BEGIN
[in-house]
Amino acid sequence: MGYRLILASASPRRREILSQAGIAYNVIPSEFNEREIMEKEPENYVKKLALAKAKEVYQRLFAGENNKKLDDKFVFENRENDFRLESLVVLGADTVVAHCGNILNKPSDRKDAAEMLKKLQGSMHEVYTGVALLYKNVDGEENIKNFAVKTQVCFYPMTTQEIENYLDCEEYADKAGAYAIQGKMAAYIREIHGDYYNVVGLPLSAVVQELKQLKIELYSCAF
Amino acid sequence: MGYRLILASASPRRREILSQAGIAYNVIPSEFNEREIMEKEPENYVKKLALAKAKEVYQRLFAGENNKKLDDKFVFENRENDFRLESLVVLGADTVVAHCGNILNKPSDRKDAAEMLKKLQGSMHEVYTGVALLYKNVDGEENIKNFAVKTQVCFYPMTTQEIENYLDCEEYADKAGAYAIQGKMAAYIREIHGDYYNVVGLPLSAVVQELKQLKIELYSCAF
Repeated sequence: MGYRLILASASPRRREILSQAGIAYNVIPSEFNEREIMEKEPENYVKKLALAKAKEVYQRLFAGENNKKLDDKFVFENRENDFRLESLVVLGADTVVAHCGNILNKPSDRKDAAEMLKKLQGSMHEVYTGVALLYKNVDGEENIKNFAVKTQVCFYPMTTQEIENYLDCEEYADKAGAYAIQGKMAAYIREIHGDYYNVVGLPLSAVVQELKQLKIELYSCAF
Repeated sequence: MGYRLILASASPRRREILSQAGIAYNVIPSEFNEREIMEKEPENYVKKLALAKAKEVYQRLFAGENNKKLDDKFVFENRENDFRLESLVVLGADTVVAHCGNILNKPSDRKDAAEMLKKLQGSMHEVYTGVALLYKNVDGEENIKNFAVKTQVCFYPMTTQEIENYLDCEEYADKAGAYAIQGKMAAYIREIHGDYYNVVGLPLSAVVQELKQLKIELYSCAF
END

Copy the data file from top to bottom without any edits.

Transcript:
[in-house]
Amino acid sequence: MGYRLILASASPRRREILSQAGIAYNVIPSEFNEREIMEKEPENYVKKLALAKAKEVYQRLFAGENNKKLDDKFVFENRENDFRLESLVVLGADTVVAHCGNILNKPSDRKDAAEMLKKLQGSMHEVYTGVALLYKNVDGEENIKNFAVKTQVCFYPMTTQEIENYLDCEEYADKAGAYAIQGKMAAYIREIHGDYYNVVGLPLSAVVQELKQLKIELYSCAF
Amino acid sequence: MGYRLILASASPRRREILSQAGIAYNVIPSEFNEREIMEKEPENYVKKLALAKAKEVYQRLFAGENNKKLDDKFVFENRENDFRLESLVVLGADTVVAHCGNILNKPSDRKDAAEMLKKLQGSMHEVYTGVALLYKNVDGEENIKNFAVKTQVCFYPMTTQEIENYLDCEEYADKAGAYAIQGKMAAYIREIHGDYYNVVGLPLSAVVQELKQLKIELYSCAF
Repeated sequence: MGYRLILASASPRRREILSQAGIAYNVIPSEFNEREIMEKEPENYVKKLALAKAKEVYQRLFAGENNKKLDDKFVFENRENDFRLESLVVLGADTVVAHCGNILNKPSDRKDAAEMLKKLQGSMHEVYTGVALLYKNVDGEENIKNFAVKTQVCFYPMTTQEIENYLDCEEYADKAGAYAIQGKMAAYIREIHGDYYNVVGLPLSAVVQELKQLKIELYSCAF
Repeated sequence: MGYRLILASASPRRREILSQAGIAYNVIPSEFNEREIMEKEPENYVKKLALAKAKEVYQRLFAGENNKKLDDKFVFENRENDFRLESLVVLGADTVVAHCGNILNKPSDRKDAAEMLKKLQGSMHEVYTGVALLYKNVDGEENIKNFAVKTQVCFYPMTTQEIENYLDCEEYADKAGAYAIQGKMAAYIREIHGDYYNVVGLPLSAVVQELKQLKIELYSCAF